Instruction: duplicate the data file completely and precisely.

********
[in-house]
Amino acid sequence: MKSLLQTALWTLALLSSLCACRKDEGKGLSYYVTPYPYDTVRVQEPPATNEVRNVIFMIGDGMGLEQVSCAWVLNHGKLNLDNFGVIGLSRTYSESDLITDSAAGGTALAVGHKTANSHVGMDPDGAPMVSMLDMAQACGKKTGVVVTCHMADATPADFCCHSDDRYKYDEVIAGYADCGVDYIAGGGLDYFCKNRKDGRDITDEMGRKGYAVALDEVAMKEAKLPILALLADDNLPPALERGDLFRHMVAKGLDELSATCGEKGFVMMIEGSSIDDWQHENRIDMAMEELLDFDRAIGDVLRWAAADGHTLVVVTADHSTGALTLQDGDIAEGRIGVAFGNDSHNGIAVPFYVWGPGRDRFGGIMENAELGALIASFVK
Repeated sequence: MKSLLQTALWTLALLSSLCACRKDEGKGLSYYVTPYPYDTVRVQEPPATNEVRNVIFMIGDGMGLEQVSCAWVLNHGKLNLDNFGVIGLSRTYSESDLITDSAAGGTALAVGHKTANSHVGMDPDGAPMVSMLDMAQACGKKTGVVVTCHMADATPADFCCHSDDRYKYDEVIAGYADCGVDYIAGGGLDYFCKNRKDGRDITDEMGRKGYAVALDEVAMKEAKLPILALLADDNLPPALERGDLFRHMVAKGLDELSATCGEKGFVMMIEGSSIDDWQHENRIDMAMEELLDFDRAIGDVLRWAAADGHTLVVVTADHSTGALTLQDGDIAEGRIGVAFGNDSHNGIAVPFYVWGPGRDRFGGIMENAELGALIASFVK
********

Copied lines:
[in-house]
Amino acid sequence: MKSLLQTALWTLALLSSLCACRKDEGKGLSYYVTPYPYDTVRVQEPPATNEVRNVIFMIGDGMGLEQVSCAWVLNHGKLNLDNFGVIGLSRTYSESDLITDSAAGGTALAVGHKTANSHVGMDPDGAPMVSMLDMAQACGKKTGVVVTCHMADATPADFCCHSDDRYKYDEVIAGYADCGVDYIAGGGLDYFCKNRKDGRDITDEMGRKGYAVALDEVAMKEAKLPILALLADDNLPPALERGDLFRHMVAKGLDELSATCGEKGFVMMIEGSSIDDWQHENRIDMAMEELLDFDRAIGDVLRWAAADGHTLVVVTADHSTGALTLQDGDIAEGRIGVAFGNDSHNGIAVPFYVWGPGRDRFGGIMENAELGALIASFVK
Repeated sequence: MKSLLQTALWTLALLSSLCACRKDEGKGLSYYVTPYPYDTVRVQEPPATNEVRNVIFMIGDGMGLEQVSCAWVLNHGKLNLDNFGVIGLSRTYSESDLITDSAAGGTALAVGHKTANSHVGMDPDGAPMVSMLDMAQACGKKTGVVVTCHMADATPADFCCHSDDRYKYDEVIAGYADCGVDYIAGGGLDYFCKNRKDGRDITDEMGRKGYAVALDEVAMKEAKLPILALLADDNLPPALERGDLFRHMVAKGLDELSATCGEKGFVMMIEGSSIDDWQHENRIDMAMEELLDFDRAIGDVLRWAAADGHTLVVVTADHSTGALTLQDGDIAEGRIGVAFGNDSHNGIAVPFYVWGPGRDRFGGIMENAELGALIASFVK